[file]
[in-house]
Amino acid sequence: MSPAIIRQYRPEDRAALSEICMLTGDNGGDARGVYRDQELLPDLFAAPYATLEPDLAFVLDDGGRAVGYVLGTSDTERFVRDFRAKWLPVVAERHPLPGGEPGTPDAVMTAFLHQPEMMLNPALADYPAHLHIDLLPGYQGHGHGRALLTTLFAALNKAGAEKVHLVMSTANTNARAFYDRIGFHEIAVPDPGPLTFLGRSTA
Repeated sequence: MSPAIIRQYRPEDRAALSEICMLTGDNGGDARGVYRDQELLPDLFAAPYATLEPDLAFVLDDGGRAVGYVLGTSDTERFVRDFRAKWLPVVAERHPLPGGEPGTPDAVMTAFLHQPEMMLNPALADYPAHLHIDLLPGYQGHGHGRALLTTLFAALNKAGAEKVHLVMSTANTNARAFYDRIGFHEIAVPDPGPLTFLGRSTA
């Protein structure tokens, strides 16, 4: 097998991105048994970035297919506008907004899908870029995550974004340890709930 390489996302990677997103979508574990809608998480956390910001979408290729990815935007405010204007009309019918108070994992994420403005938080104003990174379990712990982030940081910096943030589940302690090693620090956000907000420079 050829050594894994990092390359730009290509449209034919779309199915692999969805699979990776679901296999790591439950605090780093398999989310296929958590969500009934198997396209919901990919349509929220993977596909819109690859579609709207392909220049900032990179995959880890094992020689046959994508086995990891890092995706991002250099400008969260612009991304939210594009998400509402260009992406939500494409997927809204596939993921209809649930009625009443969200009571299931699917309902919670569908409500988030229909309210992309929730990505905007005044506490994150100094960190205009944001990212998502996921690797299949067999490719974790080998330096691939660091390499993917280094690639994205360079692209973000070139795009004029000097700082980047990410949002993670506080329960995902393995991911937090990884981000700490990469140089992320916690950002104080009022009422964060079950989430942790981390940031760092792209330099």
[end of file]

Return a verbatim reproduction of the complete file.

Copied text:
[in-house]
Amino acid sequence: MSPAIIRQYRPEDRAALSEICMLTGDNGGDARGVYRDQELLPDLFAAPYATLEPDLAFVLDDGGRAVGYVLGTSDTERFVRDFRAKWLPVVAERHPLPGGEPGTPDAVMTAFLHQPEMMLNPALADYPAHLHIDLLPGYQGHGHGRALLTTLFAALNKAGAEKVHLVMSTANTNARAFYDRIGFHEIAVPDPGPLTFLGRSTA
Repeated sequence: MSPAIIRQYRPEDRAALSEICMLTGDNGGDARGVYRDQELLPDLFAAPYATLEPDLAFVLDDGGRAVGYVLGTSDTERFVRDFRAKWLPVVAERHPLPGGEPGTPDAVMTAFLHQPEMMLNPALADYPAHLHIDLLPGYQGHGHGRALLTTLFAALNKAGAEKVHLVMSTANTNARAFYDRIGFHEIAVPDPGPLTFLGRSTA
């Protein structure tokens, strides 16, 4: 097998991105048994970035297919506008907004899908870029995550974004340890709930 390489996302990677997103979508574990809608998480956390910001979408290729990815935007405010204007009309019918108070994992994420403005938080104003990174379990712990982030940081910096943030589940302690090693620090956000907000420079 050829050594894994990092390359730009290509449209034919779309199915692999969805699979990776679901296999790591439950605090780093398999989310296929958590969500009934198997396209919901990919349509929220993977596909819109690859579609709207392909220049900032990179995959880890094992020689046959994508086995990891890092995706991002250099400008969260612009991304939210594009998400509402260009992406939500494409997927809204596939993921209809649930009625009443969200009571299931699917309902919670569908409500988030229909309210992309929730990505905007005044506490994150100094960190205009944001990212998502996921690797299949067999490719974790080998330096691939660091390499993917280094690639994205360079692209973000070139795009004029000097700082980047990410949002993670506080329960995902393995991911937090990884981000700490990469140089992320916690950002104080009022009422964060079950989430942790981390940031760092792209330099």